Over the years I’ve had several sets of both Gotoh & Schaller tuners. When I built my last strat I opted for a set of Schaller mini locking tuners. I went this route because this was the only locking set that Warmoth sold. In hind sight that was a dumb decision. This marks the last time I settle for hardware over convenience. The Schallers did work OK, but after a re-string they take FOREVER to settle in and hold tune. Not only that but they felt cheap and the gears didn’t feel very smooth. Even though I wasn’t 100% satisfied with them I was planning to just tolerate them. That changed a few weeks ago when the high E string tuner on the developed a rough spot on the post. It basically sliced the string as it’s tuned to pitch. 100% useless; total garbage. I’ve never experienced anything like this before with a tuner. Continue reading “Gotoh Tuners > Schaller Tuners”
I bought a bunch of Switchcraft plugs and Canare cables for my birthday this year. …..I know I’m a nerd. I used George L cables for a long time, but I didn’t care for the tone or the fail-rate. Everyone loves the simplicity of solderless cables, but I just don’t think it’s a good idea any more. For the first time my signal is 100% high-end cables w/ quality plugs – and it’s awesome. I also ordered right-angle power cables to help squeeze in more pedals. Those combined with angling the ‘L’ of the plugs down towards the floor, I was able to fit four pedals where previously it was three.
A couple months ago I was rearranging some pedals on my baord and I noticed the patch cable kept falling out of the output jack on my favorite TS-9. I knew that wasn’t a good sign. It has been a few years since I’ve opened one of these and I had forgotten that the jacks are plastic. <sigh>
My M9 arrived today (thanks Amazon) and I had a few minutes to mess with it tonight. First the layout of the unit is brilliant. The interface is very intuitive and easy to navigate. I didn’t have enough time to go though the massive set of sounds, but i can already tell this is going to displace a significant portion of my pedal board. Bye bye TC Electronics pedals. :)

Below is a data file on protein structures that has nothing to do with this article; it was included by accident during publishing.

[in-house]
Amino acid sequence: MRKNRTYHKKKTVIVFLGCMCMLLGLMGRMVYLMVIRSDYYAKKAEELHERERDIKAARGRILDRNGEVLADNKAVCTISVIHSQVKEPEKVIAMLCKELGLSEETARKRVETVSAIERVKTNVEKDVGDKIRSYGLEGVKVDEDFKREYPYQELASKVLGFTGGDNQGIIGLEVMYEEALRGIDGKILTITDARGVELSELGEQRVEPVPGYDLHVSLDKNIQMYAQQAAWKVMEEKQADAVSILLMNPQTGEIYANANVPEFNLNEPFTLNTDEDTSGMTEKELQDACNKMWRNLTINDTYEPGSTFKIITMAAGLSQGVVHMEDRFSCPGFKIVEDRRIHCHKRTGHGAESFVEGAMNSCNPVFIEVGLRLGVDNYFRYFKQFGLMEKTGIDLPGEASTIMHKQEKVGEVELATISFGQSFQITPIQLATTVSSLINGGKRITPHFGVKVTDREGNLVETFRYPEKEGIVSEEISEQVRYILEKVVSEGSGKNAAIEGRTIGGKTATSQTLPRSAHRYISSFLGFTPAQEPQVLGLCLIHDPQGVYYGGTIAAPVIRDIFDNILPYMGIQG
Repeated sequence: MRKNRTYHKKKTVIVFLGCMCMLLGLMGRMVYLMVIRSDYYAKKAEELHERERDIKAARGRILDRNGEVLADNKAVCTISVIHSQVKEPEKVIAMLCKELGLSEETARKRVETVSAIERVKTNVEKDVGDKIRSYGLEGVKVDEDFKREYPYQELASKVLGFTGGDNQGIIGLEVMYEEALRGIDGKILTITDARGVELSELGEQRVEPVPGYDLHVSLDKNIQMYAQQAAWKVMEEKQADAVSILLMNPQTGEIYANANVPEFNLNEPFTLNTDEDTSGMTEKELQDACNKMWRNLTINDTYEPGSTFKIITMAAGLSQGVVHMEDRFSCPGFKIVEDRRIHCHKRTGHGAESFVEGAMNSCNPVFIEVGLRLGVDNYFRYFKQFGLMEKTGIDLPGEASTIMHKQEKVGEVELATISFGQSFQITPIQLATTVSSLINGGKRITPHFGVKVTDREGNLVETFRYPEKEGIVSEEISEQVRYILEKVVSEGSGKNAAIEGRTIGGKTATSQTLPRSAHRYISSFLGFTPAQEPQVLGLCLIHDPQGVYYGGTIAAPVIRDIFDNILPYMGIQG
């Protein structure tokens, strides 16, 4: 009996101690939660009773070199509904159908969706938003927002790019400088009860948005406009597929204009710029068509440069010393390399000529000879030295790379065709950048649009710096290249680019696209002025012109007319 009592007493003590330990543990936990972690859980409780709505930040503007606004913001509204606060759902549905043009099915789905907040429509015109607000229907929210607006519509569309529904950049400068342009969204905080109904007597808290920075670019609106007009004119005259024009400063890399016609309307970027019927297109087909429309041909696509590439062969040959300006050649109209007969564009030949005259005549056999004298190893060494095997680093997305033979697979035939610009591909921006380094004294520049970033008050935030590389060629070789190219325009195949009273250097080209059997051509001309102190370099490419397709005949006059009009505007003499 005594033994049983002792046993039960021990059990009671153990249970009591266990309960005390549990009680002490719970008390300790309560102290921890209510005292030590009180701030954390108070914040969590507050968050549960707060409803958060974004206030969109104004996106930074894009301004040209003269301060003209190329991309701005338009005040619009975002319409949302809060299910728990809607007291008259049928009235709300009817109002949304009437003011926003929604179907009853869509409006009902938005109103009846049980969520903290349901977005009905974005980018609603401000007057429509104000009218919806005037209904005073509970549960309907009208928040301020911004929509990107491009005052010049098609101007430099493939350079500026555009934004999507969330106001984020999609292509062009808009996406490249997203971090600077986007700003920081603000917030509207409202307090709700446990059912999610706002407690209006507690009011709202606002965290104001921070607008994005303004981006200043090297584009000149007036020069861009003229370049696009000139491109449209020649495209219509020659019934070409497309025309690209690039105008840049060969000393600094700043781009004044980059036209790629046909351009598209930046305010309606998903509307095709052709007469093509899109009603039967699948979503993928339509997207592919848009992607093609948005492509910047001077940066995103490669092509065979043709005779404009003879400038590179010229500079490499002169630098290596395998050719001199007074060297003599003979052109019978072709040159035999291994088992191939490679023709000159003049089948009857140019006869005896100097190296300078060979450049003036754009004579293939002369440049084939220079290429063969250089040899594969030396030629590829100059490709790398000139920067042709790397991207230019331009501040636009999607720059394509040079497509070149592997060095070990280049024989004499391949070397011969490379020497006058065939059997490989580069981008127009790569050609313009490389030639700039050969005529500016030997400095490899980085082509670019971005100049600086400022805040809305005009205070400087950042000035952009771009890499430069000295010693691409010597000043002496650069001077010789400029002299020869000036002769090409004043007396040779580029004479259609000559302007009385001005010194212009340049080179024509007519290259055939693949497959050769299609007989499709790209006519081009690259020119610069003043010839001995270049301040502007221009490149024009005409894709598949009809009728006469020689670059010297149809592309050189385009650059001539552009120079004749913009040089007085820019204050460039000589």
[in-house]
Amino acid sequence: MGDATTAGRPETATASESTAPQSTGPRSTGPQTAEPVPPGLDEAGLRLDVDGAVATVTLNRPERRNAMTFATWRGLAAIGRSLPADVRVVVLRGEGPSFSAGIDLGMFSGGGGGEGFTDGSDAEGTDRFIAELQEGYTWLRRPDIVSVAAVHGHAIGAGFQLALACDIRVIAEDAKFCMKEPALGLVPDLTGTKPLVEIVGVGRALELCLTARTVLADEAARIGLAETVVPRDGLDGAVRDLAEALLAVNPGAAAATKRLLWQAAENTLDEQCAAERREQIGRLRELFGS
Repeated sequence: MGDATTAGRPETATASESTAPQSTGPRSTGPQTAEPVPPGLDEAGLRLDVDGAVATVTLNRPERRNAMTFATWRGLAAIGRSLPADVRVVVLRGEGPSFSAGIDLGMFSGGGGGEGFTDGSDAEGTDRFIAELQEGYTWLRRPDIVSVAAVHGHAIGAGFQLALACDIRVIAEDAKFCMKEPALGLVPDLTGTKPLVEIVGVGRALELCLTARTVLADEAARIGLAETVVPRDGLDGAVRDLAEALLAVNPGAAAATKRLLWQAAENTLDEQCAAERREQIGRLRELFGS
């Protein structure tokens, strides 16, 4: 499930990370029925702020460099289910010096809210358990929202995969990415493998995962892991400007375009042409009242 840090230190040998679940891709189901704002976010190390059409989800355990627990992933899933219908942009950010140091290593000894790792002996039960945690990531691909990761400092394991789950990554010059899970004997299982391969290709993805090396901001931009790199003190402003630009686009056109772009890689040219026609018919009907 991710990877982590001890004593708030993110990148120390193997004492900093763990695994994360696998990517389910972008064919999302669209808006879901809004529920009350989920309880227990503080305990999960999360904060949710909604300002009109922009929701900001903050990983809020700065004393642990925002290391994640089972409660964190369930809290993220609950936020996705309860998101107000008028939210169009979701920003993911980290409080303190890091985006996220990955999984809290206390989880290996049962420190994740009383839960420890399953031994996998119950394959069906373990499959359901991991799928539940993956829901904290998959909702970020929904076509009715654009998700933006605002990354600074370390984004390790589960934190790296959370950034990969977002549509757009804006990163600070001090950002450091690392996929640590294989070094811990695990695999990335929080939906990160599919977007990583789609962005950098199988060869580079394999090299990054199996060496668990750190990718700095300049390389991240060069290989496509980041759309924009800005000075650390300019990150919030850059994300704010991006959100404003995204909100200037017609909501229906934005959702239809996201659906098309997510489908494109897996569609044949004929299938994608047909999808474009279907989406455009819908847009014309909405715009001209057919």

A few weeks ago in Cornerstone I was able to really lock-in w/ our drummer John Simon, or Big Nasty as we like to call him. listen to the clip below to see why we call him that. The mix was taken straight from the board and the sound quality isn’t great, but I think the playing is really good. This is my tele’s neck pickup through the J-Station w/ the LTD & Blues Breaker turned on.
Thanks to Amazon and Fedex my pickups arrived on time today. I decided on the Area 61 for the bridge and the Area 58 for the neck and middle slots. These are fully hum-canceling and have the standard six poles on top.
Looking at the bottom of the pickup reveals nine magnets in the pickup. I assume the extra three magnets are reverse wound to cancel the hum, but that’s only a speculation. Continue reading “Dimarzio Area 58s & 61”
The strat neck came in yesterday afternoon, and it looks great! I ended up going with a birdseye maple neck/fingerboard. It’s also a fatback cut, which is pretty thick but not too much. Other specs are stainless steel 6155 frets, abalone inlays, Schaller locking tuners, and a Tusk nut. Warmoth did a much better job with the frets on this one than my previous two; there isn’t a single high spot on the neck. The wood grain is also just what I wanted. My only complaint is the inlays don’t look as good as my other necks, but everything else makes up for it.
A few weeks ago the bridge pickup in my Tele failed at a gig. I’ve heard this can happen, but I’ve never seen or experienced it first hand. After exploring several options for replacement/repair, I decided to snag another Dimarzio Twang King on ebay. It’s a great pickup and I got this one new for $50. I never did any shielding on this guitar so I took this opportunity to fix that. I opted to go the conductive paint route, instead of using copper foil. The paint is actually really expensive, about $15 for 1oz. Luckily, that amount was enough for two guitars. Anyway, I decided to salvage the magnets in the original pickup and I was amazed at how much wire is used. Here’s a picture in case anyone is curious about what the inside looks like.